The Interrupted Tale
For fans of Lemony Snicket’s Series of Unfortunate Events and Trenton Lee Stewart’s Mysterious Benedict Society comes the fourth book in the Incorrigible Children of Ashton Place, the acclaimed and hilarious Victorian mystery series by Maryrose Wood. In The Interrupted Tale, Miss Penelope Lumley... show more
For fans of Lemony Snicket’s Series of Unfortunate Events and Trenton Lee Stewart’s Mysterious Benedict Society comes the fourth book in the Incorrigible Children of Ashton Place, the acclaimed and hilarious Victorian mystery series by Maryrose Wood.
In The Interrupted Tale, Miss Penelope Lumley receives an invitation to speak at the annual Celebrate Alumnae Knowledge Exposition (or CAKE) at the Swanburne Academy for Poor Bright Females. Optoomuchstic as ever, Penelope hopes to give her CAKE talk, see some old friends, and show off the Incorrigible children to Miss Mortimer, but instead she finds her beloved school in an uproar.
And when Penelope is asked by the Swanburne Academy board of trustees to demonstrate the academic progress of her three wolfish students so the board can judge the true worth of a Swanburne education, the future of her alma mater—and of her job as governess to the Incorrigibles—hangs in the balance.
Publish date: 17-12-2013
Publisher: Balzer & Bray
Pages no: 320
Edition language: English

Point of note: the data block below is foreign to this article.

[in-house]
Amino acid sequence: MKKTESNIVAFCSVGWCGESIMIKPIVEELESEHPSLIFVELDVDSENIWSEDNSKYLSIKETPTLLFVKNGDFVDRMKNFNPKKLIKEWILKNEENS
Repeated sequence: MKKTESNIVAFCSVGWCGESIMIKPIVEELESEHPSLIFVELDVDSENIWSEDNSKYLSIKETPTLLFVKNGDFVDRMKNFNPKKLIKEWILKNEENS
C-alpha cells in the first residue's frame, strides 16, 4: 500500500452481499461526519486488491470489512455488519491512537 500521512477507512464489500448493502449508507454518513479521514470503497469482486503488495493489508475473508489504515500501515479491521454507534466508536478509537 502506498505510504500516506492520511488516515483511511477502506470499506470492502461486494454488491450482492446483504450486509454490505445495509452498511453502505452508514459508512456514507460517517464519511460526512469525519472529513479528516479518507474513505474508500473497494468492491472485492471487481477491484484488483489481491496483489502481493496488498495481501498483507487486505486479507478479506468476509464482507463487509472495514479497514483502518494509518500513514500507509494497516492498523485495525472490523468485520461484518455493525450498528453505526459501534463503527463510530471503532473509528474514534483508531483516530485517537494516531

Series: The Incorrigible Children of Ashton Place (#4)
-0.5 star for the sudden illustrator change. Really hate it when authors/publishers either change the covers in the middle of a series or the illustrator. First up, I decided to delete my pre-order for the paperback. Sorry, but I have been waiting for a year already and I just couldn't wait any long...
I still love this series. And I do realize it's written for middle-grade readers. BUT . . . I have officially reached the point where I am glad the next installment isn't available yet, because the storyline is actually getting a bit redundant.The clues, or perhaps red herrings, that have been exp...
When Wood is writing, or planning, whatever her process, I like to imagine her sitting there asking herself what else she could possibly throw in for entertainment. She included a song, which is possibly as far as an author can go toward "all-singing, all-dancing" without including video links.Read ...